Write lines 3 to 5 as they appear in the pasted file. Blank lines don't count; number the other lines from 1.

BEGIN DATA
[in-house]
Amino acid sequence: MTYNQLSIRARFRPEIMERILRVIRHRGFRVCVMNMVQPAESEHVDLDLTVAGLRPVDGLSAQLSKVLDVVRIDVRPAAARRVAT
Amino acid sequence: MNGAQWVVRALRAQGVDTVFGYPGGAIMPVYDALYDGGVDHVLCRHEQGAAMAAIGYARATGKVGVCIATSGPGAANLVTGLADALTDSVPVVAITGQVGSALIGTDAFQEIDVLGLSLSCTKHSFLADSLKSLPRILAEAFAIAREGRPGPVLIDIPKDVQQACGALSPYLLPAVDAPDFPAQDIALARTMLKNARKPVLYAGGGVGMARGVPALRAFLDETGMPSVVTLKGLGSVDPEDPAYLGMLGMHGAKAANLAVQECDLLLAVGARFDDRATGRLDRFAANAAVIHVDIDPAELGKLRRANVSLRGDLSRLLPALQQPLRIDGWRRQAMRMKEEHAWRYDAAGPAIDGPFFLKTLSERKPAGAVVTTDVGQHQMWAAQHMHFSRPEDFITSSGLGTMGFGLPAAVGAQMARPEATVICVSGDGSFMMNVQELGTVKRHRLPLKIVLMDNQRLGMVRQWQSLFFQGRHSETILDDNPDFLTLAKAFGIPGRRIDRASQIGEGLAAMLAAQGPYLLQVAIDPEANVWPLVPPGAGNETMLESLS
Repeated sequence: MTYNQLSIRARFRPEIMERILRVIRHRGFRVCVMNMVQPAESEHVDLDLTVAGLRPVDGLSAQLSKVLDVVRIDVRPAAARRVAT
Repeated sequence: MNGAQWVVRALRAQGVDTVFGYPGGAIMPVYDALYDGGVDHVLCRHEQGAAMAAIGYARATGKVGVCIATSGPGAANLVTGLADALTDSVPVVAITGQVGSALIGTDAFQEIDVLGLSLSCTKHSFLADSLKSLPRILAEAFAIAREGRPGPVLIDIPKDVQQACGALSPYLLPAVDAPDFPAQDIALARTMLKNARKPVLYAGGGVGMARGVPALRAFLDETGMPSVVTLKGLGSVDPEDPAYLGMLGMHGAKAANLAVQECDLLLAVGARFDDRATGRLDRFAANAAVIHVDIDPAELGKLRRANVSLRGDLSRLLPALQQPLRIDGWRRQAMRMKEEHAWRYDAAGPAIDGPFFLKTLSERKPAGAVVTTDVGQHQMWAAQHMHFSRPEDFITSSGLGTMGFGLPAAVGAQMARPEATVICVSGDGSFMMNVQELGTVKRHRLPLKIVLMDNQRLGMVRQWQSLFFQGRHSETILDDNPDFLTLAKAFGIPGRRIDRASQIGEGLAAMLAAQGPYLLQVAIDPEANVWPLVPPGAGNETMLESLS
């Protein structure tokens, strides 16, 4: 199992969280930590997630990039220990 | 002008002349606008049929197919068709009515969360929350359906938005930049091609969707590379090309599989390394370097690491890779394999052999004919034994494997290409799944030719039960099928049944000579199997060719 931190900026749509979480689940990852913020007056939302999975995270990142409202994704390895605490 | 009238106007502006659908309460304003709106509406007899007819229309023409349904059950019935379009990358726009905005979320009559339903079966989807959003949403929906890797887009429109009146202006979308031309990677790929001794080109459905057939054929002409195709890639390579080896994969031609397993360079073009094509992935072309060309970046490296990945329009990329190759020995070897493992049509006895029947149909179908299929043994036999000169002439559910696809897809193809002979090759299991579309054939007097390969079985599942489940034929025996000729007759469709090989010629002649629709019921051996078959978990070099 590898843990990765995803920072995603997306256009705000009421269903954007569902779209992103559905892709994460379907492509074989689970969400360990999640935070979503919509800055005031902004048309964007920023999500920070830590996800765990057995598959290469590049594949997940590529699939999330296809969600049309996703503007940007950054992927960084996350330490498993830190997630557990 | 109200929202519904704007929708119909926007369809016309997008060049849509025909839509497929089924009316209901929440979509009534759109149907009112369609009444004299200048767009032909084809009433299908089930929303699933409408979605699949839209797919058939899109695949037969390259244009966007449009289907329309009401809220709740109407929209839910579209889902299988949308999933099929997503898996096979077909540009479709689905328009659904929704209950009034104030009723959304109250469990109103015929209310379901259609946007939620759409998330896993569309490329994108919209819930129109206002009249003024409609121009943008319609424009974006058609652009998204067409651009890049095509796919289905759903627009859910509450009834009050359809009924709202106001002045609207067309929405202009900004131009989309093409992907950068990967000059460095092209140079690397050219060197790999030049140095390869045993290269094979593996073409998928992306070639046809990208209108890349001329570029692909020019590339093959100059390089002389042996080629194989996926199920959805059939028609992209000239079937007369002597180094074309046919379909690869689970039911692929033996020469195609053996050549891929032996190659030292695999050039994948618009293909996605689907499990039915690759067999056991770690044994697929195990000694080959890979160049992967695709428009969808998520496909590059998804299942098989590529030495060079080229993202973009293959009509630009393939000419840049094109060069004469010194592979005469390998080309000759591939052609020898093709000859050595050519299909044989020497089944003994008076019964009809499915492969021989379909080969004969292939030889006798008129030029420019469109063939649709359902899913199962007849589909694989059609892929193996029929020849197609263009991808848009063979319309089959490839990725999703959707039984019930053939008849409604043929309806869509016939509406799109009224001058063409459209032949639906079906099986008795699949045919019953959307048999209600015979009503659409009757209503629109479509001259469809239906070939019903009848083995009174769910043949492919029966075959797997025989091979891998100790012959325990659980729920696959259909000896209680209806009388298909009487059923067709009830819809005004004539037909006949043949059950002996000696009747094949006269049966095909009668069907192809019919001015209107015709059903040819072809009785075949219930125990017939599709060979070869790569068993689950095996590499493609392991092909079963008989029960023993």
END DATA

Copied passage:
Amino acid sequence: MNGAQWVVRALRAQGVDTVFGYPGGAIMPVYDALYDGGVDHVLCRHEQGAAMAAIGYARATGKVGVCIATSGPGAANLVTGLADALTDSVPVVAITGQVGSALIGTDAFQEIDVLGLSLSCTKHSFLADSLKSLPRILAEAFAIAREGRPGPVLIDIPKDVQQACGALSPYLLPAVDAPDFPAQDIALARTMLKNARKPVLYAGGGVGMARGVPALRAFLDETGMPSVVTLKGLGSVDPEDPAYLGMLGMHGAKAANLAVQECDLLLAVGARFDDRATGRLDRFAANAAVIHVDIDPAELGKLRRANVSLRGDLSRLLPALQQPLRIDGWRRQAMRMKEEHAWRYDAAGPAIDGPFFLKTLSERKPAGAVVTTDVGQHQMWAAQHMHFSRPEDFITSSGLGTMGFGLPAAVGAQMARPEATVICVSGDGSFMMNVQELGTVKRHRLPLKIVLMDNQRLGMVRQWQSLFFQGRHSETILDDNPDFLTLAKAFGIPGRRIDRASQIGEGLAAMLAAQGPYLLQVAIDPEANVWPLVPPGAGNETMLESLS
Repeated sequence: MTYNQLSIRARFRPEIMERILRVIRHRGFRVCVMNMVQPAESEHVDLDLTVAGLRPVDGLSAQLSKVLDVVRIDVRPAAARRVAT
Repeated sequence: MNGAQWVVRALRAQGVDTVFGYPGGAIMPVYDALYDGGVDHVLCRHEQGAAMAAIGYARATGKVGVCIATSGPGAANLVTGLADALTDSVPVVAITGQVGSALIGTDAFQEIDVLGLSLSCTKHSFLADSLKSLPRILAEAFAIAREGRPGPVLIDIPKDVQQACGALSPYLLPAVDAPDFPAQDIALARTMLKNARKPVLYAGGGVGMARGVPALRAFLDETGMPSVVTLKGLGSVDPEDPAYLGMLGMHGAKAANLAVQECDLLLAVGARFDDRATGRLDRFAANAAVIHVDIDPAELGKLRRANVSLRGDLSRLLPALQQPLRIDGWRRQAMRMKEEHAWRYDAAGPAIDGPFFLKTLSERKPAGAVVTTDVGQHQMWAAQHMHFSRPEDFITSSGLGTMGFGLPAAVGAQMARPEATVICVSGDGSFMMNVQELGTVKRHRLPLKIVLMDNQRLGMVRQWQSLFFQGRHSETILDDNPDFLTLAKAFGIPGRRIDRASQIGEGLAAMLAAQGPYLLQVAIDPEANVWPLVPPGAGNETMLESLS